According to All Africa government is on track to complete the subsidised set-top box (STB) rollout programme in the Square Kilometre Array (SKA) area in the Northern Cape.
Department of Communications chief director: Technology, Digital Migration Project, Wonder Dlangamandla, said the uptake of digital STBs in the area is an important step towards clearing the analogue transmissions in the region in order to pave the way for the successful operation of the international radio telescope, the SKA project, that South Africa is co-hosting with Australia.
According to Dlangamandla, analogue television transmissions produce harmful interference to the radio telescope operations. He said upon completion of the rollout in the area, an estimated 25 000 households will enjoy the benefits of digital quality, free-to-air television broadcasts incorporating all public service channels, including the SABC 24-hour satellite news channel 404.
Dlangamandla said the current digital terrestrial and satellite bouquet also includes free entertainment channels and will in future add some educational channels. “The rollout will extend to other provinces in a phased approach, with priority given to the provinces bordering South Africa with neighbouring countries. This is to mitigate against any mutual interference with our neighbours, particularly those that are ready to provide new generation mobile telecommunications services in the same spectrum that is currently used by analogue television transmissions,” he said. The protection of analogue television transmissions ceased as of 17 June 2015, as per the International Telecommunications Union’s (ITU) resolutions, of which South Africa is a signatory.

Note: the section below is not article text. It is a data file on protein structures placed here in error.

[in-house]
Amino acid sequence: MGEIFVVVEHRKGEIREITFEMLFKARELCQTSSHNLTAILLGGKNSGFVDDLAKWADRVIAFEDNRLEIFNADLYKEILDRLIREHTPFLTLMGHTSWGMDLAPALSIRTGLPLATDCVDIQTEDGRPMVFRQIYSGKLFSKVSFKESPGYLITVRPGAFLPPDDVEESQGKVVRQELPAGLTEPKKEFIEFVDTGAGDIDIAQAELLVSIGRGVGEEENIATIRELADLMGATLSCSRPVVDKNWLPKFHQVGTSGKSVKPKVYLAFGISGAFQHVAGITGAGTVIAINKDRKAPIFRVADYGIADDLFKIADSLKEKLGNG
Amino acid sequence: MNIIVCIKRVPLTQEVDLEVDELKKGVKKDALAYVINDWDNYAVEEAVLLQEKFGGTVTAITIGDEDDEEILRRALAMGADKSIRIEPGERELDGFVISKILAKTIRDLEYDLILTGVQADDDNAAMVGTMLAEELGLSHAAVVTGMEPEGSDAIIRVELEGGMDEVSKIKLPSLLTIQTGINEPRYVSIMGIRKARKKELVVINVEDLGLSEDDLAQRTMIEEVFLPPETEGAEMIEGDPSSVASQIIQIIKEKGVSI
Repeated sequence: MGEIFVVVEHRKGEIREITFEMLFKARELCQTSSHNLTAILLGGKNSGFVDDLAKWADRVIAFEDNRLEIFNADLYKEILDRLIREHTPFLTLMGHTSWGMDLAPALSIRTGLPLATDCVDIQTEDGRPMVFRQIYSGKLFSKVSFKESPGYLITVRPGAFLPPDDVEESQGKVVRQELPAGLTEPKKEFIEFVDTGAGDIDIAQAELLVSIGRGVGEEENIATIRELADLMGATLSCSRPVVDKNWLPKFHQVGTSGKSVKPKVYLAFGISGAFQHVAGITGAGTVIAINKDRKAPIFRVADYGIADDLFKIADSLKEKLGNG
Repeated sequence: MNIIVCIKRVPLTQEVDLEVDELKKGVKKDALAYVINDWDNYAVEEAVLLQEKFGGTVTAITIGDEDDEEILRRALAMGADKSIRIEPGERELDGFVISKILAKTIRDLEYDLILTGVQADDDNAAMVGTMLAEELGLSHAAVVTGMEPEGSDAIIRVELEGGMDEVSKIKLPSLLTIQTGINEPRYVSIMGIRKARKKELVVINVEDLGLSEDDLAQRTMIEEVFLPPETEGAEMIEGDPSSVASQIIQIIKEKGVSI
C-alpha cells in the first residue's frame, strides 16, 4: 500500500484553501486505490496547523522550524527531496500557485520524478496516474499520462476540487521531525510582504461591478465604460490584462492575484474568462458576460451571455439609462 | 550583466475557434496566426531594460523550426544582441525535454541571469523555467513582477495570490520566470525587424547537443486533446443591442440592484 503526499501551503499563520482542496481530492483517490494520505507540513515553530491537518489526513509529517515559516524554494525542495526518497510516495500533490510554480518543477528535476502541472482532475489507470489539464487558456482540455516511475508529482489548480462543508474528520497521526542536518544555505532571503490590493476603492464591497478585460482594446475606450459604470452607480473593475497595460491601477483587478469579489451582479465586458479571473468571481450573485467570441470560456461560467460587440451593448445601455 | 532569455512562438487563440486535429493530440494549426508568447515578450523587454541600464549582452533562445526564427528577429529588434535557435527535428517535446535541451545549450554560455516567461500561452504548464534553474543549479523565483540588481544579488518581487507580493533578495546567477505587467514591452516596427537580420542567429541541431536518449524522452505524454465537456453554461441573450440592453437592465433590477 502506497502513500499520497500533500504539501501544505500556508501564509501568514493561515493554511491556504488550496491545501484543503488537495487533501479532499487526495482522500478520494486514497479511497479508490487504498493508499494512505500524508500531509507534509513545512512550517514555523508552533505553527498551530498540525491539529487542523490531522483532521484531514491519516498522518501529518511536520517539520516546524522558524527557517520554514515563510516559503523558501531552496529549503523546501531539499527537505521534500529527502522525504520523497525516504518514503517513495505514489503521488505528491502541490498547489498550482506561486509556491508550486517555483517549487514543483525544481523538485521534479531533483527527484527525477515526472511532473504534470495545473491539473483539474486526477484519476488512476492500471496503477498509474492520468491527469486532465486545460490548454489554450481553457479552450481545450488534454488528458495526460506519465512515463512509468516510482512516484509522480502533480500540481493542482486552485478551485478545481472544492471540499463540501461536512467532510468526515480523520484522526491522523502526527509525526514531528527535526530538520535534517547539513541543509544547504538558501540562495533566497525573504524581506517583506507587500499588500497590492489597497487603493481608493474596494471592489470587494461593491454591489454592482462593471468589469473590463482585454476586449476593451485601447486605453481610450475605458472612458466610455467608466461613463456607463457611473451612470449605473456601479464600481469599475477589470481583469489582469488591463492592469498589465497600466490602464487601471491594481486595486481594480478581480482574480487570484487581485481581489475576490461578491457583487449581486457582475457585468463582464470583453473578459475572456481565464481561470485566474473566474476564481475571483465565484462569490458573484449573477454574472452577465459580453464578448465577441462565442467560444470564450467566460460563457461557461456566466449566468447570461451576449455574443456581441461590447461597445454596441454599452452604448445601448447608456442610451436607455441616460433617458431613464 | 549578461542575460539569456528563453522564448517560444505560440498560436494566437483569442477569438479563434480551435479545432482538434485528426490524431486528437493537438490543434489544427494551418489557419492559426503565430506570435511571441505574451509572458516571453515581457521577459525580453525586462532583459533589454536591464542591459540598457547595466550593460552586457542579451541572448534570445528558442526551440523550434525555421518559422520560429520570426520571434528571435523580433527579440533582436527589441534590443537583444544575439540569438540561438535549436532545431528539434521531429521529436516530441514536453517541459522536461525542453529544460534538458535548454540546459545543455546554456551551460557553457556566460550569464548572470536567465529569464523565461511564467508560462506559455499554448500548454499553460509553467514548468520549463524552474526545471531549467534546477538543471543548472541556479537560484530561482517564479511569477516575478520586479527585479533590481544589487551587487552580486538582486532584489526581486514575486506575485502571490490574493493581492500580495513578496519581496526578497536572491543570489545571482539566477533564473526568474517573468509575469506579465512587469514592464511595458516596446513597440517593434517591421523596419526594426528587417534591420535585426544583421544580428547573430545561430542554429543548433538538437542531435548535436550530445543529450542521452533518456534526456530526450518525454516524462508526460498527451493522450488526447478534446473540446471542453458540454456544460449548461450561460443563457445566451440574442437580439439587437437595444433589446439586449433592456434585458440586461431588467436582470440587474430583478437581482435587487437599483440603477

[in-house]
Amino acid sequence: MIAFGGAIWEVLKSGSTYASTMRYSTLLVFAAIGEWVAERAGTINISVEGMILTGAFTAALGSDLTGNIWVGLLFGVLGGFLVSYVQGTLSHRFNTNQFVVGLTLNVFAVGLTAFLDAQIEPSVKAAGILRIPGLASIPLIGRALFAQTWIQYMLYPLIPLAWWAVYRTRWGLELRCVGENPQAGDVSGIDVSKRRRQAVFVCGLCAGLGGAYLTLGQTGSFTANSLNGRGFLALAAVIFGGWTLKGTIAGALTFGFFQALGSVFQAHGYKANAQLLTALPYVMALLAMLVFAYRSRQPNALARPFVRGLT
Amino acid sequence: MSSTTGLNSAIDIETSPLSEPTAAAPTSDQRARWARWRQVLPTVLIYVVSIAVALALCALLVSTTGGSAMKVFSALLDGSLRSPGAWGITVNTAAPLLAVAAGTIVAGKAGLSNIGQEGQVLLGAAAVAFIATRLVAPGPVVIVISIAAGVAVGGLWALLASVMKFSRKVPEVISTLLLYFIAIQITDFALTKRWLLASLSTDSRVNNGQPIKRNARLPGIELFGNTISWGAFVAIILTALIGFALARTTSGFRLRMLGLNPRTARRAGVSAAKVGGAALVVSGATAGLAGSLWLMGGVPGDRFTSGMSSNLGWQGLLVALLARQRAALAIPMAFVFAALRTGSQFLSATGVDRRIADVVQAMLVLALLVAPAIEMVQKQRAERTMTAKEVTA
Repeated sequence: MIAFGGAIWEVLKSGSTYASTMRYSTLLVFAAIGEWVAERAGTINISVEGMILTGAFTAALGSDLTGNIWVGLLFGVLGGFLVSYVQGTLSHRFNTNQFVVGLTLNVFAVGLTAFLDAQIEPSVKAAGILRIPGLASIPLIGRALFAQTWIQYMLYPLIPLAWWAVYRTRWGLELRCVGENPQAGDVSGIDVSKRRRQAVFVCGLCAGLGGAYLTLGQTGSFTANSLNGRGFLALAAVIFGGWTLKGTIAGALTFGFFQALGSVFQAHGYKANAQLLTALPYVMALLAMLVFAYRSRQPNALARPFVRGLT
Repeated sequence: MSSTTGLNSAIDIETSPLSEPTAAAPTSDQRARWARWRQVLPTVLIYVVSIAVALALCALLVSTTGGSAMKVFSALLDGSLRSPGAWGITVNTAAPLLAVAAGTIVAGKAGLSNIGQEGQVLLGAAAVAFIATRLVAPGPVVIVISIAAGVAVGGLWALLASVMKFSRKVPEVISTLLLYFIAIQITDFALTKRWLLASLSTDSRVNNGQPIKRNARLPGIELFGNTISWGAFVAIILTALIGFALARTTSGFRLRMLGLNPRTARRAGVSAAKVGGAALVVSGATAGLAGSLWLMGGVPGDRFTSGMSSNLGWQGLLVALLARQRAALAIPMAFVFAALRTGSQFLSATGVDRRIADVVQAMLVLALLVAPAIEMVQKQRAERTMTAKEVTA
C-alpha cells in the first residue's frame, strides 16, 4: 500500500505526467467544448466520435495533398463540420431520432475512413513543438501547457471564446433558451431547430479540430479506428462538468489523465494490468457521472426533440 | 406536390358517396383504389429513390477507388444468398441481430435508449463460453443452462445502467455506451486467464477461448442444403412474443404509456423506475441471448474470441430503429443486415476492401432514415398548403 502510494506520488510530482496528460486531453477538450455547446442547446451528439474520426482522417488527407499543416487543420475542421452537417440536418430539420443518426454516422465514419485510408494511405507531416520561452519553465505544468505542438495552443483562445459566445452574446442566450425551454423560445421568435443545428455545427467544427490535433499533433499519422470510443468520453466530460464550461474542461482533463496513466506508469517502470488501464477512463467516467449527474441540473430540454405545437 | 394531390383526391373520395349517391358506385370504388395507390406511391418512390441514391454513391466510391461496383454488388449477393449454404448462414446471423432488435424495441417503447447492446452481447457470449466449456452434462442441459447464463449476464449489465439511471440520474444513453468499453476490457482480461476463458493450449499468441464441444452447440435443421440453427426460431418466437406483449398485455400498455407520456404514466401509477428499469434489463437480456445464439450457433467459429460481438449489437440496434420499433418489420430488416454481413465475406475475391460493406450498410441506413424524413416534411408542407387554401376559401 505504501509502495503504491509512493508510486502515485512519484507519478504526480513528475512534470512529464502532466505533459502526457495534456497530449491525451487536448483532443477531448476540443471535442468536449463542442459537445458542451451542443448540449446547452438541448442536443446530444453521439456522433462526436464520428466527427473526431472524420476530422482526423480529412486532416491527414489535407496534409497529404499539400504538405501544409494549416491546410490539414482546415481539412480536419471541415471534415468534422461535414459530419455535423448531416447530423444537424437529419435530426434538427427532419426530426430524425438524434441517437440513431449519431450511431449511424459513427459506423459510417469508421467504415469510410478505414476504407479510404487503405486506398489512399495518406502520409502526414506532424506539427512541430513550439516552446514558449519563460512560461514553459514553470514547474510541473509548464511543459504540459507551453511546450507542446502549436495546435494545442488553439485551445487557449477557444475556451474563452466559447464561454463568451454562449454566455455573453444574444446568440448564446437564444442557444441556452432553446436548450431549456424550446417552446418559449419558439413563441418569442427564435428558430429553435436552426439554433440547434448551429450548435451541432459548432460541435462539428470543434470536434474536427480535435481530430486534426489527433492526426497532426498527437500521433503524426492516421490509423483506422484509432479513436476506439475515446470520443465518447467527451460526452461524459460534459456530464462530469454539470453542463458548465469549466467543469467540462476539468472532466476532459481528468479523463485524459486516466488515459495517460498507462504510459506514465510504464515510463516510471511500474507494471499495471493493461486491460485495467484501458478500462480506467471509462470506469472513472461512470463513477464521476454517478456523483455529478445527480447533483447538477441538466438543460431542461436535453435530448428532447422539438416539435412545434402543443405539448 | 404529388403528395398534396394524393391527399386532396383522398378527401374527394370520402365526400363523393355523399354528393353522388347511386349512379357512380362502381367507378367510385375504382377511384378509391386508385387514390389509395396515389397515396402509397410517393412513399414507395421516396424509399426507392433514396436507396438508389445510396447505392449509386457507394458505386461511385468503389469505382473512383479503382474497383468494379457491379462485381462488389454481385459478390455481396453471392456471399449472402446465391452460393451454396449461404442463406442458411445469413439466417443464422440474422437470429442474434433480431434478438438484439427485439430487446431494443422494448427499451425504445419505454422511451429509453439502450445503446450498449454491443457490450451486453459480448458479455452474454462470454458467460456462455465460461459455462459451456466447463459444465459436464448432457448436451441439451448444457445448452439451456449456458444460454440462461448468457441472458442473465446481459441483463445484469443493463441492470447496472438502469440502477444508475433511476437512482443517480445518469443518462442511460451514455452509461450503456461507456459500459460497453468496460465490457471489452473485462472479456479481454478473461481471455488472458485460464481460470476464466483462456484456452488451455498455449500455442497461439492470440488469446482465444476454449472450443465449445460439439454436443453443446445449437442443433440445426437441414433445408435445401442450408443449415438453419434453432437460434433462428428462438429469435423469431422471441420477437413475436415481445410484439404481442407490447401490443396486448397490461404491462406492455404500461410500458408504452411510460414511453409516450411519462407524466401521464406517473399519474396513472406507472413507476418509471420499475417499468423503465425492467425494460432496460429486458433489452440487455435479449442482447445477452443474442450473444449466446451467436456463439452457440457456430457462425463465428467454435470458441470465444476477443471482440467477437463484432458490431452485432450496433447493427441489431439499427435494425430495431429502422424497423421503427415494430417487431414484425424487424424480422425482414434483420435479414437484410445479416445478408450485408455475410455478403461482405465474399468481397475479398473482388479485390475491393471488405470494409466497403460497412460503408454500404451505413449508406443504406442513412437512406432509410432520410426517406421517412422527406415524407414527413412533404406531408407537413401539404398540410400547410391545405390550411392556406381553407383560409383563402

The ITU resolved at the World Radio Conference 2015 (WRC-15) held in Geneva, Switzerland, that the spectrum that will be freed up by the analogue transmissions will be allocated for mobile telecommunications. This is the so-called digital dividend. “It is important to note that the digital television signal is available all over the country in South Africa. Suitable STBs or decoders complying with the compulsory South African Bureau of Standards (SABS) SANS862 specification and the international DVB-T2 technical standard can immediately access the South African Digital Terrestrial Television (DTT) services nationwide. “Furthermore, some of the latest flat screen television sets from most leading manufacturers already incorporate a digital tuner conforming to DVB-T2 and SABS specifications and can readily receive digital signals without the need of an additional STB. ”
All SABC channels, including the 24-hour SABC News Channel and other free to air services are available and no subscription fees apply,” Dlangamandla said. However, he said areas that are not accessible via the terrestrial transmitters can receive the transmissions via satellite on decoders conforming to the international DVB-S2 technical standard and the SABS SANS1719 specification. Government is working closely with the retailers to make STBs or decoders available in the market for those households who do not qualify for the government subsidy.